European Council Passes Significant Changes to EU Copyright Laws

After roughly two years, the European Union Directive on Copyright in the Digital Single Market, the subject of significant public interest and lobbying efforts, has been passed by the European Council.

The European Parliament is set to ratify on April 9th, sending the measure to EU member countries, which must pass laws reflecting the policy within two years. The new Copyright Directive sets forth sweeping changes that have the potential to dramatically alter the way rights holders, tech companies, and consumers must interact with respect to copyrighted material.

The European Council, sitting in Strasbourg, passed the measure by a vote of 348 to 274. The most significant – and controversial – elements of the Directive are found in Articles 11 and 13.

Under Article 11, which has been dubbed the “link tax” by critics, social networks and news aggregators will be unable to display even snippets of copyrighted work without paying the rights owner. This means that users must either significantly increase rights payments or cease linking to publications entirely. The websites hosting this soon-to-be-illicit media will be forced to pay “fair and proportionate remuneration,” though there remains significant ambiguity over quite what that standard means. Google News, which includes text and pictures from articles in its headlines, has said it may be forced to close its service entirely if the Directive goes into effect. While legitimate and non-commercial use is protected, it remains to be seen what enforcement agencies will deem either legitimate or non-commercial.

Perhaps even more controversial is Article 13, which has been dubbed the “upload filter” provision. Under the revised Article, hosting platforms, like YouTube and Facebook, can be held directly liable for unauthorized copyrighted materials posted on their websites. This is in sharp contrast to the American system, where hosting websites are not liable for user-generated content. Given the vast quantity of data hosted on such platforms—people watch more than 11,500 hours of videos on YouTube every second—automated filters will need to be employed by any company hoping to stay in compliance. However, such filters will likely be expensive to develop and deploy, and critics worry that this will advantage the existing tech giants over smaller firms.

Further, opponents have raised concerns about censorship. To avoid liability, firms are incentivized to over-filter rather than under-filter, removing legitimate content in the process. This has led prominent web companies such as Google, Reddit, and Wikipedia to oppose the Directive.

While critics of the Directive have been vocal, proponents claim that the change is necessary for a market where media consumption has changed dramatically since 2001. With the advent of viral internet videos and images, a copyrighted work can be viewed the world over and discarded before a traditional copyright suit could even be initiated. Further, supporters contend that the measures are far less draconian than envisioned; media companies will simply have the right to ask content hosters for license fees on the content they rightfully own and from which hosting companies are deriving significant profits.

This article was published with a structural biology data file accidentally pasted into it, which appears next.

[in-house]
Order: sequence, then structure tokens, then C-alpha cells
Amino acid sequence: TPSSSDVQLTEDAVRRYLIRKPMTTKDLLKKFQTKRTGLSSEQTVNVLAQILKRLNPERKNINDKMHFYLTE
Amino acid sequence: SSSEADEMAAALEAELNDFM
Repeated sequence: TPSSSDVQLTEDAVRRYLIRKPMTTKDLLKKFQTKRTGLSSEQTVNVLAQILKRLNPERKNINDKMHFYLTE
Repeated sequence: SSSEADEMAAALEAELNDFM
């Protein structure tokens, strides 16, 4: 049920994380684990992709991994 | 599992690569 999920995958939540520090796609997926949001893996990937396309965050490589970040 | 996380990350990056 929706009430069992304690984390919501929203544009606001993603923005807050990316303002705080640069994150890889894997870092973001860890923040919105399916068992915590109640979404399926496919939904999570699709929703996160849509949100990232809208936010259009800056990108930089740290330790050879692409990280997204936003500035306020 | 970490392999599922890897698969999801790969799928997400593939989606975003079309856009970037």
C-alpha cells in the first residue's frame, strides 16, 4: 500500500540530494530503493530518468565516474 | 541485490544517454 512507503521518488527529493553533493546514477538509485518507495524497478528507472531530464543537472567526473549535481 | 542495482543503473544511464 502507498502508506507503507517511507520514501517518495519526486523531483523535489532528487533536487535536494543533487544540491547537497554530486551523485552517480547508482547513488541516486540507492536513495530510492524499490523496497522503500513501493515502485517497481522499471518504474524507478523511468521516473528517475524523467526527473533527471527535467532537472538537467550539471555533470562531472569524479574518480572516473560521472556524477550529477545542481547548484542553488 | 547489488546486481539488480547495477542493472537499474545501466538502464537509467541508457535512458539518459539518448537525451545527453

Once in place, the Directive will apply to all internet platforms unless: 1) it has existed for fewer than three years, 2) it generates less than €10,000,000 per year; and 3) it has five million or fewer monthly visitors. All three elements must be present for an entity to be excepted from the Directive.

Passage of the EU Copyright Directive is the first major step in what is sure to remain a contentious fight over the use of copyrighted material on the Internet. The battle now shifts to the EU member countries which now must begin crafting and enacting specific laws based on the Directive. The landscape by which rights holders, tech companies, and consumers interact with – and use – copyrighted material is certain to change. The impact, extent, and consequences of that change remain to be seen.

As we have seen in recent years with subjects like Europe’s General Data Privacy Regulation (“GDPR”), major policy changes in Europe will affect global internet players like Facebook, Reddit, Google, and Apple. The changes these companies implement to deal with such policies eventually ripple outward to affect other, smaller companies in turn.  While the Copyright Directive may seem targeted to other businesses, American companies in all industries and of all sizes should keep a careful watch on this development.

If your business is involved in e-commerce or depends on the activity on sites like YouTube and Facebook for content distribution or marketing, you should talk to an attorney experienced in these issues to determine how the Copyright Directive may affect you in the years to come.

Our team is available to assist you with advice on how the Copyright Directive may affect you and your business. Contact us at (724) 776-8000 for more information.

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